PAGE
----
Think of it as a 52-story storefront | Bleader

Think of it as a 52-story storefront

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Did Mom and Pop build this?
  • Did Mom and Pop build this?
If the trains arrived too quickly at the State and Grand subway station to give me time to wander around the platform examining things, or if the new Area Cultural Map the Chicago Department of Transportation has hung on the platform walls of the remodeled station weren’t so darned attractive, I wouldn’t be writing this.

But the trains don’t and the map is. The station is so much bigger and brighter and cleaner than it used to be that it’s replaced foreboding with excitement in the hearts of visitors stepping out into Chicago there. And the map adds to that excitement—it’s a handsome guide to the neighborhood’s architectural wonders that explains where to find them and why they’re worth going out of your way to see.

But having studied the map, I’m not completely sold on its factuality. One of the featured sites on the Area Cultural Map is the IBM Building, two blocks away from the station. The map tells us it was under construction from 1969 to 1972 (which means, interestingly enough, that it was built in less time than the Chicago Department of Transportation took to rebuild the subway stop). And it goes on to say that that “this 52-story Miesian skyscraper, with its brawny steel structure, sleek glass curtain wall, and gracious plaza was constructed to house the Chicago offices of the International Business Machines Corporation as it was entering a time of tremendous technological innovation. From 1972-2006 IBM grew from a small manufacturer of tabulating machinery into a worldwide company in computer technology.”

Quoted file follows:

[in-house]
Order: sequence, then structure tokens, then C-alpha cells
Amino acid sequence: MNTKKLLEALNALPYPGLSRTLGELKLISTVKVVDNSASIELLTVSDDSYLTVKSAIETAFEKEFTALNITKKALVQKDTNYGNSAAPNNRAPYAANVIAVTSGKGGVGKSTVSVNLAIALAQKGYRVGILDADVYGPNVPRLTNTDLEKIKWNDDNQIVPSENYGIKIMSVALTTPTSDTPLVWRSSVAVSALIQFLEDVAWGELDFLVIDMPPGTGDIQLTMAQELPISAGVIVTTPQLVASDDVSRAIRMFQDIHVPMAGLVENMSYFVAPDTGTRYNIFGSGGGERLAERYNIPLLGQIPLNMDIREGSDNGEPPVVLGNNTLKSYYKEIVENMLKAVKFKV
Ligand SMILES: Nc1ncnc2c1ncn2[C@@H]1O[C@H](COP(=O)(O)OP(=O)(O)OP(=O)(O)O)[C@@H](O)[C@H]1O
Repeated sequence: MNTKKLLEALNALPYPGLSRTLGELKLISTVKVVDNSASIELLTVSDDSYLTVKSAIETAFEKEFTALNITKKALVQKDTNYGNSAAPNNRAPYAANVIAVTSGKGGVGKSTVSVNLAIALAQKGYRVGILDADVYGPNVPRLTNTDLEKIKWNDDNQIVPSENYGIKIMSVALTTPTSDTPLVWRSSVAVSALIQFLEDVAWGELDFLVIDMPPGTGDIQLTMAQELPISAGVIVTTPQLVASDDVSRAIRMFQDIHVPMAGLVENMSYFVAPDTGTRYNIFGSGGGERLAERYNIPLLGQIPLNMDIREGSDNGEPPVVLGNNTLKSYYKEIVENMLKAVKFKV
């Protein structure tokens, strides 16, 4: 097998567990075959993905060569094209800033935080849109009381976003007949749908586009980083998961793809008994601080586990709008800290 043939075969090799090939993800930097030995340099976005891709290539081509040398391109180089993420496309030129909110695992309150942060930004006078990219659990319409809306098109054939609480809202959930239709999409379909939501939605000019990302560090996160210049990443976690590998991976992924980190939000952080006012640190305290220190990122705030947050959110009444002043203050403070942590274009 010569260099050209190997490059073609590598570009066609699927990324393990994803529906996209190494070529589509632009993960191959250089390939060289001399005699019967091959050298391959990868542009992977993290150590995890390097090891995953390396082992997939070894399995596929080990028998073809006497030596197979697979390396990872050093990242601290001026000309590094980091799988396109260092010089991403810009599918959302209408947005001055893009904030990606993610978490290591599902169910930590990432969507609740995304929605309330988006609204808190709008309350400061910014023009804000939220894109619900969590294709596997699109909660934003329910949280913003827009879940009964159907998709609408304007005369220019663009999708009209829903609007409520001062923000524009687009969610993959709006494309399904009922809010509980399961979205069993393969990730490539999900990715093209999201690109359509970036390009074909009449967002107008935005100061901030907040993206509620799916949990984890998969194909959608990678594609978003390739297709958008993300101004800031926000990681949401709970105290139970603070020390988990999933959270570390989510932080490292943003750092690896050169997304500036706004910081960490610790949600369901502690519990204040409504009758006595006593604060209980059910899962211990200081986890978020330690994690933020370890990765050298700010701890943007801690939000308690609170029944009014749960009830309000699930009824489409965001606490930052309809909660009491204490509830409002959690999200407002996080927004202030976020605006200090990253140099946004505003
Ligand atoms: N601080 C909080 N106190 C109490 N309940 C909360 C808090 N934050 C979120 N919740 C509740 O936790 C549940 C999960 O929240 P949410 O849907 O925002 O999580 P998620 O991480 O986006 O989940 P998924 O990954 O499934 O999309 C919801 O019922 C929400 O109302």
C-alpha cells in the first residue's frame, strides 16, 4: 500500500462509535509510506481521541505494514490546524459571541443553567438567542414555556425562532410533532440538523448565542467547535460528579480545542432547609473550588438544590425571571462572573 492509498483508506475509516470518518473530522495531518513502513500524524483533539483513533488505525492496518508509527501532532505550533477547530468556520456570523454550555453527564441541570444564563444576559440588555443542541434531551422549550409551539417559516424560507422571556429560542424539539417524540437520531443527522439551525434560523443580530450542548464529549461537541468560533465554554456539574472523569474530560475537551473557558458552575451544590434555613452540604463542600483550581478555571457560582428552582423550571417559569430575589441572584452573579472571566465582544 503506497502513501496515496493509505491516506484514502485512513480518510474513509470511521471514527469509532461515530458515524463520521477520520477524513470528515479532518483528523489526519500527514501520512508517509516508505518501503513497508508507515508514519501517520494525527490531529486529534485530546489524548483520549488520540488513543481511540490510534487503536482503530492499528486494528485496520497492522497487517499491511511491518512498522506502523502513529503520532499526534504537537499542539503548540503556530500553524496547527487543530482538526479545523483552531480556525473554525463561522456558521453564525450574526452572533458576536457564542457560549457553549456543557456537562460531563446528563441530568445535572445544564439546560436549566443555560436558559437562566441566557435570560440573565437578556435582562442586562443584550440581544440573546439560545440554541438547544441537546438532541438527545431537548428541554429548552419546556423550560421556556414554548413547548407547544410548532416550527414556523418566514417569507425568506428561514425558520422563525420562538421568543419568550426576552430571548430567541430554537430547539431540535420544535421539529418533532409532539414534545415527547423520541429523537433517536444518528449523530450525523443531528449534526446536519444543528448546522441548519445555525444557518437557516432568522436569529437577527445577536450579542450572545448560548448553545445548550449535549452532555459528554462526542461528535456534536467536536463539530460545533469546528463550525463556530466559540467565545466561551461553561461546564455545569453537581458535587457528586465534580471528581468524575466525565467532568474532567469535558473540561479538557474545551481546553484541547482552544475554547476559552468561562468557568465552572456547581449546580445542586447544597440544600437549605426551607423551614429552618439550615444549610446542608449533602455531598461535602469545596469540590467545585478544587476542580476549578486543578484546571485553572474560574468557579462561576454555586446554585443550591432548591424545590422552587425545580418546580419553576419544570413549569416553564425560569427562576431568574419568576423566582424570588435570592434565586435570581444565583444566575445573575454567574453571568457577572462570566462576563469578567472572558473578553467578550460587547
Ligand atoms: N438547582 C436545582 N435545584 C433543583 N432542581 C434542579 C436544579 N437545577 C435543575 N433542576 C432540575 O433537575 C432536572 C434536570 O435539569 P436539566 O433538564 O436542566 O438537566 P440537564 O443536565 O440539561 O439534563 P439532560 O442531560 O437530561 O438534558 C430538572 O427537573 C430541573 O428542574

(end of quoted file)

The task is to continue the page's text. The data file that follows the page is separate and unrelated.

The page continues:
Wayfarers who examine the Area Cultural Map will puzzle over this history and wonder where they got the idea that IBM was always pretty big. IBM’s own website tells us that in 1972 IBM had over 260,000 employees, revenues of over $9.5 billion, and profits of over $1.25 billion. In 1972 the company opened new headquarters buildings in West Germany and Mexico. The year before, it opened new manufacturing plants in Canada, Brazil, and Japan.

IBM was already big enough, in fact, that in 1969, the year construction of the IBM Building began, one of the final acts of the Johnson administration was to file an antitrust suit against IBM seeking to break up the company. In 1972, the year construction ended, President Nixon’s Justice Department asked the federal courts to turn IBM into “several discrete, separate, independent and competitively balanced entities.” The legal battle continued under presidents Ford and Carter before the Reagan administration dropped the suit in 1982.

But maybe Mies van der Rohe's glistening design concealed the family quarters behind the store. And maybe the Justice Department wanted to see one of the new entities run by Pop, another by Mom, and the third by Junior.

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